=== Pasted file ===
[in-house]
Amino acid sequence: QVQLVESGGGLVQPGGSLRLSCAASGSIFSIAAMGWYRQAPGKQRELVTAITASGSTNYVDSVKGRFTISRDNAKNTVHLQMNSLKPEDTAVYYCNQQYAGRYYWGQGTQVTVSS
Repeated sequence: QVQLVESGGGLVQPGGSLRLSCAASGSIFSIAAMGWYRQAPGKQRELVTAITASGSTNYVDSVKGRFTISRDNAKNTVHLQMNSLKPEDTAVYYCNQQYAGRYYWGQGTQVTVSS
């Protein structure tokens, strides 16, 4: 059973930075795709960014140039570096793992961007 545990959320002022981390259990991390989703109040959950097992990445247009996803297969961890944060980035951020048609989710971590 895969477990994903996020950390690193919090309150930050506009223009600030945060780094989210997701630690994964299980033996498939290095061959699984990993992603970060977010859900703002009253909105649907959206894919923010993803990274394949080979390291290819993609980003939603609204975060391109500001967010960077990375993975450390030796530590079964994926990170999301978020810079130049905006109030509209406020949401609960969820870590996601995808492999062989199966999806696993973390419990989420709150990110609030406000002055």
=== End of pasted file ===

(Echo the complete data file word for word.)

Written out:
[in-house]
Amino acid sequence: QVQLVESGGGLVQPGGSLRLSCAASGSIFSIAAMGWYRQAPGKQRELVTAITASGSTNYVDSVKGRFTISRDNAKNTVHLQMNSLKPEDTAVYYCNQQYAGRYYWGQGTQVTVSS
Repeated sequence: QVQLVESGGGLVQPGGSLRLSCAASGSIFSIAAMGWYRQAPGKQRELVTAITASGSTNYVDSVKGRFTISRDNAKNTVHLQMNSLKPEDTAVYYCNQQYAGRYYWGQGTQVTVSS
């Protein structure tokens, strides 16, 4: 059973930075795709960014140039570096793992961007 545990959320002022981390259990991390989703109040959950097992990445247009996803297969961890944060980035951020048609989710971590 895969477990994903996020950390690193919090309150930050506009223009600030945060780094989210997701630690994964299980033996498939290095061959699984990993992603970060977010859900703002009253909105649907959206894919923010993803990274394949080979390291290819993609980003939603609204975060391109500001967010960077990375993975450390030796530590079964994926990170999301978020810079130049905006109030509209406020949401609960969820870590996601995808492999062989199966999806696993973390419990989420709150990110609030406000002055």